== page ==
Couples who live apart together. LATS. 

Over time, ‘Coupleworks’ therapists notice in their work the formation and life of a couple slowly changes and evolves. What was part of the seduction at the start of the couple formations can become the opposite as years pass and ‘couple resolution’ has not been discussed as differences form. It has become a point of conflict. This is a pattern which forms organically as couple life progresses. In some cases, however, familiarity can breed contempt. To avoid this possibility, couples may find a way to remain a functioning intimate couple by avoiding things which can be hard to negotiate.  Their history over many years then becomes something to celebrate and enjoy instead of boredom and bickering.

How can this be achieved by all couples whatever their lifestyle and income without further separating people out by their financial ability to live apart some of the time?  To start with, respect for and trust in the other are the main ingredients.  Understanding, that each person needs to have space and time apart doesn’t mean any less foundation of love between the couple; rather it is a way to remain entwined but in a different way to that which conventions and other peoples’ ‘shoulds’, ‘musts’ and ‘oughts’ form the inner voice driving so many of us when difficult decisions are made.

Trust is imperative depending on each couples’ understanding of what adult trust means.  This needs to be discussed and decided before entering into a more fluid relationship which often does not include a polyamorous relationship.  If a LAT couple have worked out together what trust really means to them, it is the key to their blended way of life. The decision formed by the couple belongs to them and remains a private part of their agreed bond.

Many couples, as they progress through life, find they share opinions.  These include hobbies, intellectual interests, parenting skills, friendships, holiday needs,( locations together or apart), sexual needs and frequency, eating habits, dislikes and likes, social integration and other personal choices. Some find these similarities are not in place and need a different approach and ‘way of being’, in order to feel fulfilled.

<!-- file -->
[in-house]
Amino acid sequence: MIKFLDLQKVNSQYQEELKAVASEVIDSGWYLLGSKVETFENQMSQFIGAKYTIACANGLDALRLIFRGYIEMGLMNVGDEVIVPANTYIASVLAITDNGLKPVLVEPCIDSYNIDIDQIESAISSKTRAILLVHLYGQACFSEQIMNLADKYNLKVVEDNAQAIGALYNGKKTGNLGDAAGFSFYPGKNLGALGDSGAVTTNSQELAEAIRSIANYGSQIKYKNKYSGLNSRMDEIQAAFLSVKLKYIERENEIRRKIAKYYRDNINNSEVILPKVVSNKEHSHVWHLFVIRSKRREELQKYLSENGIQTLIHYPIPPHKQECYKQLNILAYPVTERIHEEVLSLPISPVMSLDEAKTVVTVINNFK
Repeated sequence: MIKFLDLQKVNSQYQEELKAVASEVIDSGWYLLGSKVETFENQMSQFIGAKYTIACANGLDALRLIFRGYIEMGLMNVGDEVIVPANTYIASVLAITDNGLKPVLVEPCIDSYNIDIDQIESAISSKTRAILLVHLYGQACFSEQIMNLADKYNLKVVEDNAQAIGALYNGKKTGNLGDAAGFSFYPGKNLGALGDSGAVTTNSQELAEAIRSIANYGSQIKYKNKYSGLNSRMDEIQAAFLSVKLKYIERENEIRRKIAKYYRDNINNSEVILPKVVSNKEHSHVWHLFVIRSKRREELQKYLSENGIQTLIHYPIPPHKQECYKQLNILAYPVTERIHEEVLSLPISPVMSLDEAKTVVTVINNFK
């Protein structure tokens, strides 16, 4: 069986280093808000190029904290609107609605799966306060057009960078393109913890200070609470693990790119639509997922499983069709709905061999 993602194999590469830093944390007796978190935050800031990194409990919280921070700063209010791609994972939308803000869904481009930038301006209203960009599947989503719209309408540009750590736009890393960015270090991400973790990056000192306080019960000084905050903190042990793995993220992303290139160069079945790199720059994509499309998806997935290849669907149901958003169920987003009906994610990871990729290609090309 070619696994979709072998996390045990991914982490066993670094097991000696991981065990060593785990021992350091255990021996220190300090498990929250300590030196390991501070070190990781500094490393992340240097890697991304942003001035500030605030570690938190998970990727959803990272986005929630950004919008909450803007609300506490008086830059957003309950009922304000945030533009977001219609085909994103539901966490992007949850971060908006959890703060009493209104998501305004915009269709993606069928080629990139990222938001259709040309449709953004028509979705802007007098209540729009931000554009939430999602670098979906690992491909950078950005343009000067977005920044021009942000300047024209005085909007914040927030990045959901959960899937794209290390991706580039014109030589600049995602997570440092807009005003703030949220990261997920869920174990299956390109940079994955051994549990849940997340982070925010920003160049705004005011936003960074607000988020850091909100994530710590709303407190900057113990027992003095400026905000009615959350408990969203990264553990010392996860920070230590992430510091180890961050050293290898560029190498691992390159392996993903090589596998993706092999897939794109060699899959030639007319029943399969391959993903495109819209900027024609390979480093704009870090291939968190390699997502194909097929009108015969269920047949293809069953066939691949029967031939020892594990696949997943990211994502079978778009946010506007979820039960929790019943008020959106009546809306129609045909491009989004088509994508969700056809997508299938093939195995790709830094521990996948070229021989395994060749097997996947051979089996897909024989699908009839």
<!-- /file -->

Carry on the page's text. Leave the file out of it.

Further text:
In this era of less rules and regulations, if the above resonates and can be openly discussed, it can be agreed that time apart is very healing and expanding.  It is not separation because the couple can speak daily and share experiences and encounters that day which expands their interest in each other and admiration for the other’s viewpoints yet retain their own without having to prove either is right or wrong…..just different.

Where children are involved, the jury is out as to whether it is better to come from a broken home or to live in one.  If the parents are happy to have time together and time apart without argument or suspicion, then the children’s happiness and security will be safe. By showing the next generation that everyone approaches their couple in creative ways and if their way of life works it is beneficial to everyone’s state of mind and wellbeing.   

As mentioned in the second paragraph, whatever the lifestyle and income level of each couple is, couples can be a respectful LAT couple by living under the same roof but feeling ok with each separating out some of the time by meeting their own friendship group or pursuing their own interest, sport, creative or intellectual group whilst the other remains at home or vice versa. It can include a holiday apart as long as both people trust each other, agree and feel in control of their own needs without controlling the other.

This encourages a more creative joining together, learning about differences and describing each other’s needs without argument or demolishing the other’s pleasure.

LATs have the possibility of encouraging the couple’s long term growth and ability to care for each other when longevity sets in and each fall back on the other’s care, kindness and history of their couple.  The shared history of what they have managed together and apart over the years is important as life draws, eventually, to a close.

Clare Ireland